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12/1/1996 | 4 MINUTE READ

Poised for a Future In Powder Coating

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The future of Kentucky's second oldest company is in its powder coating system...


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"We have determined that our future is in the increased quality of our coating business, greater productivity in coatings and more emphasis on combining our coating services with other aspects of our business," stated Doug Stiglitz, president of the Stiglitz Corporation, Louisville, Kentucky.

Stiglitz's first powder coating line was created in 1986 from a wet paint processing line that had been at the company since 1967. The line features an eight-ft Ransburg Gema powder paint booth and a 72-ft oven. The line speed is 10 fpm so that parts have time to cure during the seven min bake cycle. This is now the company's Class II line.

"We were trying to get into some major appliance markets, and we needed a line that would produce a better quality finish," Mr. Stiglitz noted. The company ran into a number of road blocks with the older system. The finish quality was not good enough for parts that require a superior, attractive finish. "We ended up looking for non-appearance, lower quality work. We wanted to get back into the high-quality appearance coatings," Mr. Stiglitz admitted.

First, Mr. Stiglitz looked at the market and competition in the Louisville area. "We decided to base our company on service. Get the customer what it needs and have the proper attitude. We recognize that the customer is a vital link to our survival," he stated.

Since Stiglitz Corporation also does stamping, welding, fabrication and assembly, some of its customers are also its competition. "We are willing to step in and out at any stage of the manufacturing process," noted Mr. Stiglitz. "We are not looking to take business from any of our competition. But if there is new business, we will compete with them for it."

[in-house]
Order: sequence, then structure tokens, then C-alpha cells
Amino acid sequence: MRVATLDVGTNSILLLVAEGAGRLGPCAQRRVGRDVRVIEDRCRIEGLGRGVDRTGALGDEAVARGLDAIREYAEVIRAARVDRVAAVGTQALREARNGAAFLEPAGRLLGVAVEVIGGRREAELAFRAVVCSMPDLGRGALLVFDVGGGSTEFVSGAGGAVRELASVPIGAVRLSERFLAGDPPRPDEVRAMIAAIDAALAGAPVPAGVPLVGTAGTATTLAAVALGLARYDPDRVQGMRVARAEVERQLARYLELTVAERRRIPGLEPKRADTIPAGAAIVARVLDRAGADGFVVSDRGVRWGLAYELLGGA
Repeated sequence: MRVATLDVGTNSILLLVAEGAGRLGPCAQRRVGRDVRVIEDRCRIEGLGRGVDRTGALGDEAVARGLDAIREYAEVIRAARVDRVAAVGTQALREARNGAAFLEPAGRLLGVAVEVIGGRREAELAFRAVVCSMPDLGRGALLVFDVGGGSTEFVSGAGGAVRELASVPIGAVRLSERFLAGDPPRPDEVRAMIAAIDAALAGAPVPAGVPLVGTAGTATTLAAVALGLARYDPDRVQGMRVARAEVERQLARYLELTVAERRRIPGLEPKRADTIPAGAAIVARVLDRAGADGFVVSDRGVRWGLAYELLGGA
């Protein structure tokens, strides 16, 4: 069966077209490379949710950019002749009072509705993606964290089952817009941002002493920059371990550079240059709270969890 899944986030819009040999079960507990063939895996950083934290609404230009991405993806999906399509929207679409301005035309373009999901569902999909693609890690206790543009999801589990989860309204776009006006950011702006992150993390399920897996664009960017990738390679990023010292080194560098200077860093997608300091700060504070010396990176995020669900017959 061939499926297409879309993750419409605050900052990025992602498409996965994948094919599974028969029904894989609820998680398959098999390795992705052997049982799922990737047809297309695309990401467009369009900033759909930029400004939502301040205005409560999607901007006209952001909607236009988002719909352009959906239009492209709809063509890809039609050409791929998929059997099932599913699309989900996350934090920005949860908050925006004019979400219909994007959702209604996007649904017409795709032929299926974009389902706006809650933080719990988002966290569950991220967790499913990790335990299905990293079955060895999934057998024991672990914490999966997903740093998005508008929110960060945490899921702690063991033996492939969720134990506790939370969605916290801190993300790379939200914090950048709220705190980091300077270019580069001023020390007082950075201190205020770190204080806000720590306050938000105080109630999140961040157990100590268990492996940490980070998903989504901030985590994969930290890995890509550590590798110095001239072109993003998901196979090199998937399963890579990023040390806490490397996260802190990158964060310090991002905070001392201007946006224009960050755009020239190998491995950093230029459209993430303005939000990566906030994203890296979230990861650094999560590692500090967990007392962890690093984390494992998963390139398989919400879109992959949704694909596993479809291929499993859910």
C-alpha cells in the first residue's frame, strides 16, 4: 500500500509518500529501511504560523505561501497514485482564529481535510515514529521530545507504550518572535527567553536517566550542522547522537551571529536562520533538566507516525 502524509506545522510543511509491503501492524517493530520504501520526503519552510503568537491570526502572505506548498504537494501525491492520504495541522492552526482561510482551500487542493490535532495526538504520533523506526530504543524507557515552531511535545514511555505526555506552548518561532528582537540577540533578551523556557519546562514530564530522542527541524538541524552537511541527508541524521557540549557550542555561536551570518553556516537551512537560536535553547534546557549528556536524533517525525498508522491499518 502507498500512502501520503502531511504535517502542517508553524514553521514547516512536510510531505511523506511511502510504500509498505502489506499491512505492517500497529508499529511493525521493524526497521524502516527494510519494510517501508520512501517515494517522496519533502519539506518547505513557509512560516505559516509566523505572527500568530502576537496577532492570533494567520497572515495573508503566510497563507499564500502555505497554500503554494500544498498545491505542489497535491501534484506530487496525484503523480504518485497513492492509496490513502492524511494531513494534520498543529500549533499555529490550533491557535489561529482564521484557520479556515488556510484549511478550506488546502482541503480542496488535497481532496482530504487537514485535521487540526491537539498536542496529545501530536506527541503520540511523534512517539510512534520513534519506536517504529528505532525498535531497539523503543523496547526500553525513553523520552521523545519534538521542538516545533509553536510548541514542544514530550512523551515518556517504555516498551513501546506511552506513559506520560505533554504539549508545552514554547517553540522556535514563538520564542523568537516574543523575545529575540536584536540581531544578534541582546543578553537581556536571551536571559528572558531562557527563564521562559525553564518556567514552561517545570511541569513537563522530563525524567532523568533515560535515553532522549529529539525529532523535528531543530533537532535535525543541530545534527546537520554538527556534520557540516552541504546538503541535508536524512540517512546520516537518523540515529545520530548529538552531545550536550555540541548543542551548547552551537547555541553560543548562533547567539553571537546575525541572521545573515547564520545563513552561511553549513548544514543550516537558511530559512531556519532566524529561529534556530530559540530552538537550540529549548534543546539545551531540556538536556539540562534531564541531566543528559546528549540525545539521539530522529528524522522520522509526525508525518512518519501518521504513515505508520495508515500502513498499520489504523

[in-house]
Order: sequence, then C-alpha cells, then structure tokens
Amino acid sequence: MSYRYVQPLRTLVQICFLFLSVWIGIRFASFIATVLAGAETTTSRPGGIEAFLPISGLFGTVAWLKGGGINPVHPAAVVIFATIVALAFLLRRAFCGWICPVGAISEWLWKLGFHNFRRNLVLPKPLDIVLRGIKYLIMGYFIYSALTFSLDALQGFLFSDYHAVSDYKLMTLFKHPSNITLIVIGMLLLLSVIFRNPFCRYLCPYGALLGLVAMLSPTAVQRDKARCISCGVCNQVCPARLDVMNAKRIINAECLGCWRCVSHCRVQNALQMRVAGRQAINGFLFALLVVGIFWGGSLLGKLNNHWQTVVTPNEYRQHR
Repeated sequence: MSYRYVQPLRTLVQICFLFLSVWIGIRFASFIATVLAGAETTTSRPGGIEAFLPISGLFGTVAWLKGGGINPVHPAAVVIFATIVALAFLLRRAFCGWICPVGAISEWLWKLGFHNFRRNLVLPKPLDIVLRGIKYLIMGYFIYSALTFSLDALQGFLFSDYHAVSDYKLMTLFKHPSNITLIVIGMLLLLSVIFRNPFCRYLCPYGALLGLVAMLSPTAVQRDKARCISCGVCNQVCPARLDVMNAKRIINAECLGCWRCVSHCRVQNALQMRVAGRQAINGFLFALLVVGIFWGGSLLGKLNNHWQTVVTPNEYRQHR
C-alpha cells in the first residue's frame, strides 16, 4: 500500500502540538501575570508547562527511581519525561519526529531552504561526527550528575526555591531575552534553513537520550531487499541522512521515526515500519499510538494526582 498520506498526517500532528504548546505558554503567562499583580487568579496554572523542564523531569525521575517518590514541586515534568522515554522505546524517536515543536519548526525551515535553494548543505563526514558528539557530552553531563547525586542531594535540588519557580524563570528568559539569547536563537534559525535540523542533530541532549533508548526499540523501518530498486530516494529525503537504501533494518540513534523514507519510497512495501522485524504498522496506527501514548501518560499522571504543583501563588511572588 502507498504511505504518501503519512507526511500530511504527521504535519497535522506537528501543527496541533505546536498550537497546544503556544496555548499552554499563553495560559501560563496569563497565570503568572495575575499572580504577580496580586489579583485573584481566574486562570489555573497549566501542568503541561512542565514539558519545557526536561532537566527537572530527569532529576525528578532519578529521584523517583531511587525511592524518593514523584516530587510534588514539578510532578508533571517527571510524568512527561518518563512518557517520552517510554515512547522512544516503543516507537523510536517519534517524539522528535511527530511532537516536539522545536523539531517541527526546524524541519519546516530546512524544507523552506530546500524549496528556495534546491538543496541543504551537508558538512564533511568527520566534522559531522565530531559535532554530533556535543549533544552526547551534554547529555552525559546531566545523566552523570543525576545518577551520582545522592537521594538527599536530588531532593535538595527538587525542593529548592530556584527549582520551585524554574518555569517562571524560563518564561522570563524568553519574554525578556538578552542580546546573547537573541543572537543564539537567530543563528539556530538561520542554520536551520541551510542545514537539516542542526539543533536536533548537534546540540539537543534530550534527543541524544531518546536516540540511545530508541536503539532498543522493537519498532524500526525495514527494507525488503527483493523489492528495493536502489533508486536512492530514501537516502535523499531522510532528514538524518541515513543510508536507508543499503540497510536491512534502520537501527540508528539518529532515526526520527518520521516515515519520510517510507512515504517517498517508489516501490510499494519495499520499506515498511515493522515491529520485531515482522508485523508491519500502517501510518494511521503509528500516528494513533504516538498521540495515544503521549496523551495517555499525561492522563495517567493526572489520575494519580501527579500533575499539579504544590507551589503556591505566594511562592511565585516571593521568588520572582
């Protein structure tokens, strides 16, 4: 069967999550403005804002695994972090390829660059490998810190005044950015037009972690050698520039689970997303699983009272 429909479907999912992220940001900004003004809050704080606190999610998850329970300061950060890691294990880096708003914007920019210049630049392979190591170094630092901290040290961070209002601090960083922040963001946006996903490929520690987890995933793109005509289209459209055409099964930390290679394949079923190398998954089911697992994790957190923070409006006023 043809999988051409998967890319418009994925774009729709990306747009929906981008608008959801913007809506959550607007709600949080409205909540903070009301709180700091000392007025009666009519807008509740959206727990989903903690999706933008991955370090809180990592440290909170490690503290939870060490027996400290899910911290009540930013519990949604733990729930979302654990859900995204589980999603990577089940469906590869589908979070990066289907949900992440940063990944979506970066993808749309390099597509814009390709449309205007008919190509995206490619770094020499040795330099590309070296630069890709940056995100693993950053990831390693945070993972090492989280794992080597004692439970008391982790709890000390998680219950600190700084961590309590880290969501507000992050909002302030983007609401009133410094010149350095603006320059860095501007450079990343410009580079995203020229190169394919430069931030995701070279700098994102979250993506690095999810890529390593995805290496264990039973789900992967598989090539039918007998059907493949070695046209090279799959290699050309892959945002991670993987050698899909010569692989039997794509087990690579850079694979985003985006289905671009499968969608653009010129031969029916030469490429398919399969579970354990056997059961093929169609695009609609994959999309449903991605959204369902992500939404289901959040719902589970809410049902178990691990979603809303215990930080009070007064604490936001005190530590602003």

However, the new line was installed without any work dedicated to it. "We could not go out and pre-sell the line, because the customer would want us to start powder coating the next week," Mr. Stiglitz explained.

The process line begins with a six-stage pretreatment system. The first spray booth section is 22 ft long. Flash Clene 27A from Coral Chemical Co. is sprayed on the parts at 14 to 16 psi at 140F. The second stage is a counterflow rinse. Stage three features SurCoat 3 iron phosphate. This stage runs at 120F and at a pH of 5. Stage four is another counterflowing rinse. Process water from welding operations in the plant is used for the counterflow rinsing stations. This water is clean and has only been used for cooling purposes. There is also a pump at the rinse stages to pump this water into process tanks to replenish them as needed.

The fifth stage is a non-chrome sealer 161WW56. The psi in this stage is 12 to 14 and the pH 5. The sixth stage is a DI rinse. The Autotrol Corp. microprocessor deionizing unit surpasses industry standards in ohms of quality water.

Following pretreatment, parts pass through the dryoff oven for six min and then cool down for eight min prior to powder coating.

The powder application room is temperature and humidity controlled. Mr. Stiglitz installed a 15 ton air conditioning unit to keep the humidity at 45 pct and the temperature at 72F. Operators have found that these conditions provide the best powder fluidization.

As parts enter the booth, an automatic triggering package tells the application equipment how quickly the line is running. Sensors at the booth opening trigger the guns on and off. For some parts the guns may spray eight inches before the part arrives. Other parts may begin later. The program depends on the part's complexity.

The Gema booth features eight automatic reciprocating guns and two manual guns. It is 24 ft long and has a 10,000 cfm collector. Three interchangeable cartridges are dedicated to black, white and almond, and the fourth has been designated as a spray-to-waste cartridge. Each cartridge has a dedicated sieve to prevent cross contamination of powder.

Color changeover requires approximately one and a half hours. A central vacuum system from Invincible AirFlow Systems is used to clean out the booth and remove excess powder from the cartridge filters.

The convection curing oven provides an average of 18.5 min cure time. The oven was built overhead, with the cool down area underneath. Cool down is 17 min at 15 min fpm.

Paint hooks and hangers from both powder coating lines are cleaned in one of two Pollution Control Products' burn-off ovens. Mr. Stiglitz found that purchasing the ovens, rather than sending the hooks out for stripping, has saved both time and money for his operation.

Now Stiglitz Corporation is poised to offer first-class powder coating coverage as well as powder coating for parts whose appearance is not critical. The future of the oldest company in Louisville is in its coating line, so it made sure it installed the best for its customers.

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